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Growers recognise the importance of researc

2 September 2011

Growers recognise the importance of research

At 1pm today, FAR received the ‘declaration of result’ following the closure of its fourth referendum of growers, which has determined the significant support of NZ arable, maize and cereal silage communities being in favour of FAR investing their levy funds into research and extension. FAR will now make an application to the Minister for these levy orders to be put in place. Ltd were contracted to administer the referendum which, over the past month, has given growers the opportunity to have their say on whether or not they wish FAR to continue to invest levy payers’ funds in the future.

Nick Pyke, FAR’s Chief Executive says the result is a true reflection of the hard work and commitment of growers, FAR staff and industry colleagues. “We are strong advocates of investing in research areas which are of particular importance to growers. Through feedback from our regional Arable Research Groups (ARGs) and Strategic Research Committee, we ensure that the areas of importance are addressed through research strategies and programmes which are put in place to tackle these.”

It is important to FAR that levy payers and subscribers are kept up-to-date with where levy investments are spent, Pyke says. “We have developed a research and extension strategy and portfolio which provides details around specific areas of research which are being undertaken across a range of crops and an outline of FAR’s extension mandate. This has been developed with due regard for sustainable farming practices so a balanced portfolio of production, environmental and social research will be maintained. The outcomes of investment will deliver benefits which can be measured in the increased productivity, profitability and the retention or opportunity for the farm to use certain practices.”

All growers were sent a copy of FAR’s Research and Extension Strategy and Portfolio in August, however further copies can be requested from the FAR office or a pdf version can be downloaded at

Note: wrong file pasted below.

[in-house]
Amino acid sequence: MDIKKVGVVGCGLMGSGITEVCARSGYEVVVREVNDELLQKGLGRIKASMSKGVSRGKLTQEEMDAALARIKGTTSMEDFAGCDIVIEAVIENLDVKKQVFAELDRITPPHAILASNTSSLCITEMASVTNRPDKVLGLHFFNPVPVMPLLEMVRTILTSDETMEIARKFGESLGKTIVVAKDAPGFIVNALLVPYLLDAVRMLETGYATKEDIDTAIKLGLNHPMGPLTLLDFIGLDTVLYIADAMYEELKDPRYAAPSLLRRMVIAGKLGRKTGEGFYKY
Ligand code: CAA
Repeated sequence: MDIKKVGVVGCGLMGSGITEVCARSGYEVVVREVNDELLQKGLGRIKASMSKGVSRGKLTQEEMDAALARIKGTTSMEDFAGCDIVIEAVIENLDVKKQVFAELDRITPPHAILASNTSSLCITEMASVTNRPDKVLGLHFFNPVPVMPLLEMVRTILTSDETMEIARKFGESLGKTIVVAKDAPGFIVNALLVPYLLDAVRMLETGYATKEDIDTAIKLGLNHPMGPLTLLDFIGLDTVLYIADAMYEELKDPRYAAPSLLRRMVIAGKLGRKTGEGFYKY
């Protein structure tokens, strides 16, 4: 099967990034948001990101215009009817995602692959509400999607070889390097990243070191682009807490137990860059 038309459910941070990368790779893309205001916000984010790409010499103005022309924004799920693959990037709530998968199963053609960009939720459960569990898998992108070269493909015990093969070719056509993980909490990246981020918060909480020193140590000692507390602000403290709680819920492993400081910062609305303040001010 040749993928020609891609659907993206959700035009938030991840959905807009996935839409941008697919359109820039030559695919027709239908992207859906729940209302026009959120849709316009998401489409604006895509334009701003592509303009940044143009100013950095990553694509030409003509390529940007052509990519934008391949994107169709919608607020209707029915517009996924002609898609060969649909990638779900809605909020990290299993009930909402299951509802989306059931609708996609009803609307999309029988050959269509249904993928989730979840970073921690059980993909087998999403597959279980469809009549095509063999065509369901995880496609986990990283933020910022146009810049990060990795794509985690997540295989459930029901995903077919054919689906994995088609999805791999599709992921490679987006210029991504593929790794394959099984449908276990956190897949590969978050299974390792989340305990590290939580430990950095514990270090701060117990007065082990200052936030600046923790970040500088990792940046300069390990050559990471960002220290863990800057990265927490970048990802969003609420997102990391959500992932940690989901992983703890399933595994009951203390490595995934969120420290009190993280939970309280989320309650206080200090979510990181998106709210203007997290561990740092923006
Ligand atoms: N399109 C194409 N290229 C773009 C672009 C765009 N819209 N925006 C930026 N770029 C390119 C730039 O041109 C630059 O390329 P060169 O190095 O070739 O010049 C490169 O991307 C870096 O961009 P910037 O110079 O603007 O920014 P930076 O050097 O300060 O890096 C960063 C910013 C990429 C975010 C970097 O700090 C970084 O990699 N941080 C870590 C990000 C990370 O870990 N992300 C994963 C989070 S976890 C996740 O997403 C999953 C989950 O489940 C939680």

What the farmers say
Lynette and Philip Lovett crop 80% of their 491 ha livestock and arable property in mid Canterbury. Lynette has belonged to Women in Arable, FAR’s specialist discussion group for women, for many years. Without the support and expert knowledge she has gained from the group, she says it would have been hard to continue farming after her husband Rod died in 2002. Now she’s delighted that Philip, 28, has become part of Arable Y’s. This is a new initiative by FAR to provide younger arable farmers with their own forum and discussion group. “This is a very important focus. The next generation is our future, and the future of our industry. Arable Y’s has good support and I think it’s a really positive step.” FAR has helped with everything from cultivar selection and chemical programmes to machinery purchase and a move towards minimum till, Lynette says. Does she get value for her levy? “Heck, yes!”

Waitatapia Station in the Manawatu is a 2600 ha livestock and arable business – run by brothers Hew and Roger Dalrymple. FAR trials have become a constant part of the cropping side of Waitatapia Station in recent years. Hosting trials for FAR has provided great first-hand research data to help manage the crop system more effectively, Hew says. But FAR also delivers valuable support at industry level. “Wheat is one good example of how individual crop management has changed at Waitatapia – “Cultivar choices are a lot easier now, and our timing of post plant inputs has improved immeasurably.” For maize, the brothers’ biggest single crop, development of tools like the AmaizeN calculator has positive implications above and beyond any one property, Hew says. “This is a really good tool. It’s absolutely critical for the industry that we are shown to know exactly what we’re doing with our inputs, and FAR is doing some very good work in that area. We must keep doing that research; we need it for the future.”

About FAR

The Foundation for Arable Research (FAR) is an applied research and information transfer organisation, primarily responsible to New Zealand arable growers – providing independent, quality, cost effective research, to add value to the business of arable farming.

FAR was formed in 1995 and operates under the Commodity Levy Legislation. FAR is required to hold a referendum of growers every five years and in the referendum in 2005 had 80% support from arable farmers who voted on cereals and herbage and 60% on maize.

How FAR is funded:

An Arable Commodity Levy is collected at the first point of sale for all grain and seed. The levy rate for 2011 is:

• Maize – 90c per 10,000 seeds purchased;
• Herbage and amenity seed – 0.8% of sale value;
• All other grain and seed crops (cereals, pulses etc) – 0.8% of sale value
• Hybrid vegetable seed crops – 0.5% of sale value

FAR also receives funds from research grants such as MAF SFF (MAF Sustainable Farming Fund) and Agmardt, commercial activities such as seminars and non-grower subscriptions and from other participants or beneficiaries of the research.

Crops FAR collects levies from:
Wheat, barley, oats, maize, pulses, herbage seeds, brassicas, borage and other arable crops. Vegetable seeds.


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